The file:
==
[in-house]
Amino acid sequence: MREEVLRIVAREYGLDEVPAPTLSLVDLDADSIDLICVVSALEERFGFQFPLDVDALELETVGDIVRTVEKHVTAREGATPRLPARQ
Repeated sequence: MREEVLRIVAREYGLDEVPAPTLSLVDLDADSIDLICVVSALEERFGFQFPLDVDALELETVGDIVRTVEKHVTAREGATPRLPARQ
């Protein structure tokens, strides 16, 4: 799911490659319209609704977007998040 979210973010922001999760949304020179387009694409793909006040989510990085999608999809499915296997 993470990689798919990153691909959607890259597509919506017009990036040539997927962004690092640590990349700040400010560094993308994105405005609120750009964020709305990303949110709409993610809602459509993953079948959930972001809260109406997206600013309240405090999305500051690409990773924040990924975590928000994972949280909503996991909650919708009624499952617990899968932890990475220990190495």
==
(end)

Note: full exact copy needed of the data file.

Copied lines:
[in-house]
Amino acid sequence: MREEVLRIVAREYGLDEVPAPTLSLVDLDADSIDLICVVSALEERFGFQFPLDVDALELETVGDIVRTVEKHVTAREGATPRLPARQ
Repeated sequence: MREEVLRIVAREYGLDEVPAPTLSLVDLDADSIDLICVVSALEERFGFQFPLDVDALELETVGDIVRTVEKHVTAREGATPRLPARQ
């Protein structure tokens, strides 16, 4: 799911490659319209609704977007998040 979210973010922001999760949304020179387009694409793909006040989510990085999608999809499915296997 993470990689798919990153691909959607890259597509919506017009990036040539997927962004690092640590990349700040400010560094993308994105405005609120750009964020709305990303949110709409993610809602459509993953079948959930972001809260109406997206600013309240405090999305500051690409990773924040990924975590928000994972949280909503996991909650919708009624499952617990899968932890990475220990190495």